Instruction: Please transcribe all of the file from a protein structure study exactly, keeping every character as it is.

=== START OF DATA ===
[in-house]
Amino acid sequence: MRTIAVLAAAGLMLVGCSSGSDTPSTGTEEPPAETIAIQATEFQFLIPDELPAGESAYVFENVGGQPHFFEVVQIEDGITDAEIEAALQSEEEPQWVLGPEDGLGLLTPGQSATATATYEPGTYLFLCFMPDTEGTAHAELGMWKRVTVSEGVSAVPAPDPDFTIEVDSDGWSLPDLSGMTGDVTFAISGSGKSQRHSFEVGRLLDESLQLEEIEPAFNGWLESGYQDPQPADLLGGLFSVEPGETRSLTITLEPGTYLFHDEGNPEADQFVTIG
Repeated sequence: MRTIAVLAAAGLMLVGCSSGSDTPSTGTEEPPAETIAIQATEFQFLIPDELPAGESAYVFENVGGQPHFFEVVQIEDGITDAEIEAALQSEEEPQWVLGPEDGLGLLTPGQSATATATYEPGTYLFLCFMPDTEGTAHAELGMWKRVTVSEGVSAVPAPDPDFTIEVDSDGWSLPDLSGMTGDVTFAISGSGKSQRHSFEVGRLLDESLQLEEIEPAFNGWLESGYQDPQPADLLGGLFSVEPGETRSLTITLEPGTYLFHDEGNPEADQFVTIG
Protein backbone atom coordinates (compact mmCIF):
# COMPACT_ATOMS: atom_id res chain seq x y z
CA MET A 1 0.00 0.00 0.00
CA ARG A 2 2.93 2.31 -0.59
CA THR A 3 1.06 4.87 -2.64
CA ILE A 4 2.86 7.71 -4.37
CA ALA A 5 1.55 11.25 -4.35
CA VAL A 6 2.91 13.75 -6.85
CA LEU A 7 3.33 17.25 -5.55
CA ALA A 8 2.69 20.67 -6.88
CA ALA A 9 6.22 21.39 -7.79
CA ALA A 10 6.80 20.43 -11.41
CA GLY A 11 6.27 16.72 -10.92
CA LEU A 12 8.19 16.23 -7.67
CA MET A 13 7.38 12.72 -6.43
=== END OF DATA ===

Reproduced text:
[in-house]
Amino acid sequence: MRTIAVLAAAGLMLVGCSSGSDTPSTGTEEPPAETIAIQATEFQFLIPDELPAGESAYVFENVGGQPHFFEVVQIEDGITDAEIEAALQSEEEPQWVLGPEDGLGLLTPGQSATATATYEPGTYLFLCFMPDTEGTAHAELGMWKRVTVSEGVSAVPAPDPDFTIEVDSDGWSLPDLSGMTGDVTFAISGSGKSQRHSFEVGRLLDESLQLEEIEPAFNGWLESGYQDPQPADLLGGLFSVEPGETRSLTITLEPGTYLFHDEGNPEADQFVTIG
Repeated sequence: MRTIAVLAAAGLMLVGCSSGSDTPSTGTEEPPAETIAIQATEFQFLIPDELPAGESAYVFENVGGQPHFFEVVQIEDGITDAEIEAALQSEEEPQWVLGPEDGLGLLTPGQSATATATYEPGTYLFLCFMPDTEGTAHAELGMWKRVTVSEGVSAVPAPDPDFTIEVDSDGWSLPDLSGMTGDVTFAISGSGKSQRHSFEVGRLLDESLQLEEIEPAFNGWLESGYQDPQPADLLGGLFSVEPGETRSLTITLEPGTYLFHDEGNPEADQFVTIG
Protein backbone atom coordinates (compact mmCIF):
# COMPACT_ATOMS: atom_id res chain seq x y z
CA MET A 1 0.00 0.00 0.00
CA ARG A 2 2.93 2.31 -0.59
CA THR A 3 1.06 4.87 -2.64
CA ILE A 4 2.86 7.71 -4.37
CA ALA A 5 1.55 11.25 -4.35
CA VAL A 6 2.91 13.75 -6.85
CA LEU A 7 3.33 17.25 -5.55
CA ALA A 8 2.69 20.67 -6.88
CA ALA A 9 6.22 21.39 -7.79
CA ALA A 10 6.80 20.43 -11.41
CA GLY A 11 6.27 16.72 -10.92
CA LEU A 12 8.19 16.23 -7.67
CA MET A 13 7.38 12.72 -6.43